How to Handle Conflicts of Interest at your Not-for-profit Organisation
A conflict of interest occurs when someone has the opportunity to use their authority to benefit themselves, instead of the party they’re supposed to be serving. In not-for-profits (NFPs), this can take the form of awarding lucrative supply contracts to family or friends, giving certain people exclusive benefits, or interfering with awards. NFPs have to consistently monitor for conflicts of interest, so that changes with the agenda and board members’ circumstances don’t create an issue no one catches.
Integrating ESG into Not-for-Profits: Managing Risks and Opportunities
Environmental, Social and Governance (ESG) strategies and practices have become important aspects for Not-For-Profits (NFPs). The three ESG pillars are not only essential in risk management but have also been seen as emerging considerations for growth and opportunities. The three pillars of ESG are: “E” - the Environmental aspects. This refers to the NFP’s environmental impact and environmental stewardship. “S” - the Social aspects. This refers to how the NFP manages relationships with, and creates value for, stakeholders - including the interaction with its employees, beneficiaries, and the community.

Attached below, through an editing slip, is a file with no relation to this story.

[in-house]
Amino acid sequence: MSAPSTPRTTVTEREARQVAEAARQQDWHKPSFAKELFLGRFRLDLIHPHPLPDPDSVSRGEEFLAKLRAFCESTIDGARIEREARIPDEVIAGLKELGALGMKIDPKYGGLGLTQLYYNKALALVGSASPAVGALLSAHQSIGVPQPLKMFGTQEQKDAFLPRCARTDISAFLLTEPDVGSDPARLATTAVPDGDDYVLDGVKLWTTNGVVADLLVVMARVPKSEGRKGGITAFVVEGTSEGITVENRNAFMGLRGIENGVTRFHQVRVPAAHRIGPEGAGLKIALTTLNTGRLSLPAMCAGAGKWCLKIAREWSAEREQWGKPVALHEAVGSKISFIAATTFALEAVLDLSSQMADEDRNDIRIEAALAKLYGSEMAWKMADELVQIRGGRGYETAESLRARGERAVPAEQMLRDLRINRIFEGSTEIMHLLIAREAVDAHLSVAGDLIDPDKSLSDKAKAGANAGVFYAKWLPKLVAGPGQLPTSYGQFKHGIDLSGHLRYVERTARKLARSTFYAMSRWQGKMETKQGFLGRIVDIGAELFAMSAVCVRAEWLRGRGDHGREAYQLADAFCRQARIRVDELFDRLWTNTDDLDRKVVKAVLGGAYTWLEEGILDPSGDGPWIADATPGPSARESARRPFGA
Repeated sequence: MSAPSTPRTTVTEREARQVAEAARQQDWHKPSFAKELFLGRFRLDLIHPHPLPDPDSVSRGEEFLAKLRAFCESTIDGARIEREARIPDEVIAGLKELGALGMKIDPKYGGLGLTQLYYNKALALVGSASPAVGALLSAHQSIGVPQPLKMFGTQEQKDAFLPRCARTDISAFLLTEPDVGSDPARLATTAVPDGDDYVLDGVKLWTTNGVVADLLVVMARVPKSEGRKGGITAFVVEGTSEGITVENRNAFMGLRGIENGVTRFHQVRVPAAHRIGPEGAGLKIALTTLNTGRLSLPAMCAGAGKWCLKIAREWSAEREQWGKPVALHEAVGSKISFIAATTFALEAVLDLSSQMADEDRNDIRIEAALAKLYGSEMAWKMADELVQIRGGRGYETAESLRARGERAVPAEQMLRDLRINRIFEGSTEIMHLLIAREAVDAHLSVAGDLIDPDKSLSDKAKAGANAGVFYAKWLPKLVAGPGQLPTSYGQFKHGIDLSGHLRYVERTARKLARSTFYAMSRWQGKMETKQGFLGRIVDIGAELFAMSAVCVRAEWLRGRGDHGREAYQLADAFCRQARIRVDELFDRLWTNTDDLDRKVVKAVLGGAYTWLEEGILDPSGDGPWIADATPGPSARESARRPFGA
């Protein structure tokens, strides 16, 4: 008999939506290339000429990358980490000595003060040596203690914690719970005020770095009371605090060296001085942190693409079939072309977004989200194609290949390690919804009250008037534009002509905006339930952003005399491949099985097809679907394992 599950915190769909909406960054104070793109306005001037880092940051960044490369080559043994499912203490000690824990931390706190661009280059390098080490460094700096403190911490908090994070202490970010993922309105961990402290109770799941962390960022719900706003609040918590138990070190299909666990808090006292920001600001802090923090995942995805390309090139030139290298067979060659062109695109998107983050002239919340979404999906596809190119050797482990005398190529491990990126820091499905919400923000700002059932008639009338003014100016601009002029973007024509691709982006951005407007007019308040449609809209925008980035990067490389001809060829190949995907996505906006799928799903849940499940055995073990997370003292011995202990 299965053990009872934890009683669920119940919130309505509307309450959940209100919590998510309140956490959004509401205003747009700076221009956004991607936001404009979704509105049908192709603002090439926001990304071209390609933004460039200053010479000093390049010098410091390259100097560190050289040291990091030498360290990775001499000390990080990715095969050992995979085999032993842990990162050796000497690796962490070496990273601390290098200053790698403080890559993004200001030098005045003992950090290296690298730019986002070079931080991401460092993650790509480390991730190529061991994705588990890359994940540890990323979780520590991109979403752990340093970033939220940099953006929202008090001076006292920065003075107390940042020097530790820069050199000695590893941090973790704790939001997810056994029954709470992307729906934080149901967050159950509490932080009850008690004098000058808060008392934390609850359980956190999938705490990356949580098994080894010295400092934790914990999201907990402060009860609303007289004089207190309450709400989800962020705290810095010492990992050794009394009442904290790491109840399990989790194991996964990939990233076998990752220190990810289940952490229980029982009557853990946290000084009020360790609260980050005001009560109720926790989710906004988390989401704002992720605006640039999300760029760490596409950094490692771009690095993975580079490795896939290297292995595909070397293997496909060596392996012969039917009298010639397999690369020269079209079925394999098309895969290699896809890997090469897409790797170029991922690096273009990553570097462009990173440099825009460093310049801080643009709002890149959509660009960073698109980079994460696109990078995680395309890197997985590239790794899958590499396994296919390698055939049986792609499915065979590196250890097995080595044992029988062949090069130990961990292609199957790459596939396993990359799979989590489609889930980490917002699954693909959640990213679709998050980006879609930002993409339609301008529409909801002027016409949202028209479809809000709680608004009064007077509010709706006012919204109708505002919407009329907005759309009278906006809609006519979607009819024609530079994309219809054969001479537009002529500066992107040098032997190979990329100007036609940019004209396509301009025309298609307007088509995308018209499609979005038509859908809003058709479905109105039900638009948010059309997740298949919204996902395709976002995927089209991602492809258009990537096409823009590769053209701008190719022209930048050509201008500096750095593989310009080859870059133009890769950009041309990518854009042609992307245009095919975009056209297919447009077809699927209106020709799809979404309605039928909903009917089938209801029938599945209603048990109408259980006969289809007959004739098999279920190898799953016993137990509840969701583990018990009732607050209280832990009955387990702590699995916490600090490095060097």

Climate Risk Governance – The Role of the Board
Organisations can no longer ignore the pressing need for a proper climate risk governance strategy. Corporate liability due to failure to discharge duty in direct relation to climate risk is now a reality. Boards and directors can — and should — systematically apply a climate risk governance strategy to ensure they have discharged due care and diligence to mitigate this risk. At one of our recent webinars on Climate Risk Governance, Charlotte Turner, Senior Associate at MinterEllison, presented the key ways in which not-for-profit (NFP) boards and directors should effectively govern climate risk.